Moore first rose to prominence on The Dick Van Dyke Show, playing the slightly daffy wife to Van Dyke’s TV writer character from 1961-66. She then branched out on her own with The Mary Tyler Moore Show, on which she became a feminist icon as a single, working woman. During the show’s run, from 1970 to 1977, she was nominated for the Emmy Award for Outstanding Lead Actress in a Comedy Series every year and won a total of three awards. 

After her eponymous show ended, Moore deftly moved into films and Broadway shows, working with the »

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Mary Tyler Moore Appreciation: She Turned The World On With A Smile And Then Some!

25 January 2017 5:38 PM, PST | Deadline TV | See recent Deadline TV news »

Not many are lucky enough to say this, but I can. The first “gig” I got in this business was at Mtm Enterprises, hanging around the set of The Mary Tyler Moore Show and The Bob Newhart Show. One of my very first wide-eyed memories of actually realizing my dream of being a part of show business was meeting Mary Tyler Moore during rehearsal on her soundstage at CBS’ Radford studios in Studio City, where I stupidly asked, “Were you really the Happy Hotpoint elf?” I had boned… »

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Mary Tyler Moore Appreciation: She Turned The World On With A Smile And Then Some!

25 January 2017 5:38 PM, PST | Deadline | See recent Deadline news »

Not many are lucky enough to say this, but I can. The first “gig” I got in this business was at Mtm Enterprises, hanging around the set of The Mary Tyler Moore Show and The Bob Newhart Show. One of my very first wide-eyed memories of actually realizing my dream of being a part of show business was meeting Mary Tyler Moore during rehearsal on her soundstage at CBS’ Radford studios in Studio City, where I stupidly asked, “Were you really the Happy Hotpoint elf?” I had boned… »

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How Mary Tyler Moore Paved the Way for Complicated Women on TV

25 January 2017 1:15 PM, PST | Variety - TV News | See recent Variety - TV News news »

If the only credit on the resume of Mary Tyler Moore, who died today, had been “The Mary Tyler Moore Show,” that would still be enough to put her in the company of entertainment industry legends.

The word “iconic” gets thrown around a lot, but that long-running show truly merited the word. It was a recognizable and reliably pleasurable workplace comedy, but “The Mary Tyler Moore Show” was also a lot of other things. It was a showcase for a cast of character actors who created one of the greatest ensembles in TV history; each character was memorable in his or her own right, and the performers found the complicated human beings underneath the tics, flaws, and insecurities of these messy, amusing people.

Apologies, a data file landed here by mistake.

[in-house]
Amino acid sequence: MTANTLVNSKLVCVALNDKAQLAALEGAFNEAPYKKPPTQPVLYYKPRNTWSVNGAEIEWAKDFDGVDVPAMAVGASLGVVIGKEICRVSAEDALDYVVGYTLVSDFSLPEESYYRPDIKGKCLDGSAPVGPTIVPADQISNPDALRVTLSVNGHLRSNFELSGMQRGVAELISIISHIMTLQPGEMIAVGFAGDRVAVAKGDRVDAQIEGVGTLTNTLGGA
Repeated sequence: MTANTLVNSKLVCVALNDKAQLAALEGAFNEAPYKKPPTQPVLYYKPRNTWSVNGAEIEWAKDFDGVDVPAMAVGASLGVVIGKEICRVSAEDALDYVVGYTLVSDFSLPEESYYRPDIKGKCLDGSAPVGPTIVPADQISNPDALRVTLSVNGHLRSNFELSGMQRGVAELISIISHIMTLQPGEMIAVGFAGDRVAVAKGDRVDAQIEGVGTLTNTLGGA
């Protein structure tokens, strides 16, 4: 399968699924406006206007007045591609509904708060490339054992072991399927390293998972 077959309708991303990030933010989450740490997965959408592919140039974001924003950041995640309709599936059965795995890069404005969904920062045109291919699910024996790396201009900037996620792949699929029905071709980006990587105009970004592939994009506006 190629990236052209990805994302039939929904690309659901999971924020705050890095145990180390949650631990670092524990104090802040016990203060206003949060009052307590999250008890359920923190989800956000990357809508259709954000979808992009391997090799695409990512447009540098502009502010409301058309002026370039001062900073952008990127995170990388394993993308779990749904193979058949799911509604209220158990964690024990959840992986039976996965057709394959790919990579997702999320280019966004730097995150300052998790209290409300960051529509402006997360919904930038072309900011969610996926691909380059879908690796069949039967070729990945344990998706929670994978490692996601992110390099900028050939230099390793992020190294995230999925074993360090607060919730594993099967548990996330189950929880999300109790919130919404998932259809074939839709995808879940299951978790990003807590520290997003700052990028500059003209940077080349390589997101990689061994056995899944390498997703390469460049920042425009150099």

Of course, “The Mary Tyler Moore Show” was also a referendum of sorts on what a woman could be, on TV and in real life. Mary Richards was a career woman who remained single »

- Maureen Ryan

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Oprah Winfrey on Mary Tyler Moore’s Profound Impact on Her — and That Time She Made Her Cry!

25 January 2017 12:59 PM, PST | PEOPLE.com | See recent PEOPLE.com news »

As one of television’s first female icons, Mary Tyler Moore — who died Wednesday at 80 — inspired millions. But none quite as much as Oprah Winfrey.

Winfrey was Moore’s biggest fan and honored her often on Winfrey’s similarly eponymous show.

“I wanted to be Mary Tyler Moore. I wanted to be Mary, I wanted to live where Mary lived, I wanted Mr. Grant in my life, I wanted my boss to act like that, I wanted Ted,” Winfrey said in a video.

In 1997, Winfrey even recreated the opening credits of the The Mary Tyler Moore Show, and Moore showed »

- Julie Mazziotta

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12 Classic Shows You Didn’t Know Mary Tyler Moore Was Involved With Behind the Scenes (Photos)

25 January 2017 12:45 PM, PST | The Wrap | See recent The Wrap news »

The Mary Tyler Moore Show” (1970-1977) The acclaimed sitcom that bears Mary Tyler Moore‘s name ran for seven season and won numerous awards. It cemented Moore as a comedy legend. Mtm also produced the show. “Rhoda” (1974-1978) This spin-off from “The Mary Tyler Moore Show” included numerous ties back to the show that spawned it, running for five seasons. It was produced by Mtm and won two Emmys and a Golden Globe. “The Bob Newhart Show” (1972-1978) Produced by Mtm, “The Bob Newhart Show” is also often ranked among the best TV shows ever. It received numerous award nominations during its six-season run. »

- Phil Hornshaw

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2017 | 2016 | 2015 | 2014 | 2013 | 2012 | 2011 | 2010 | 2009 | 2008 | 2007 | 2005 | 2003

10 items from 2017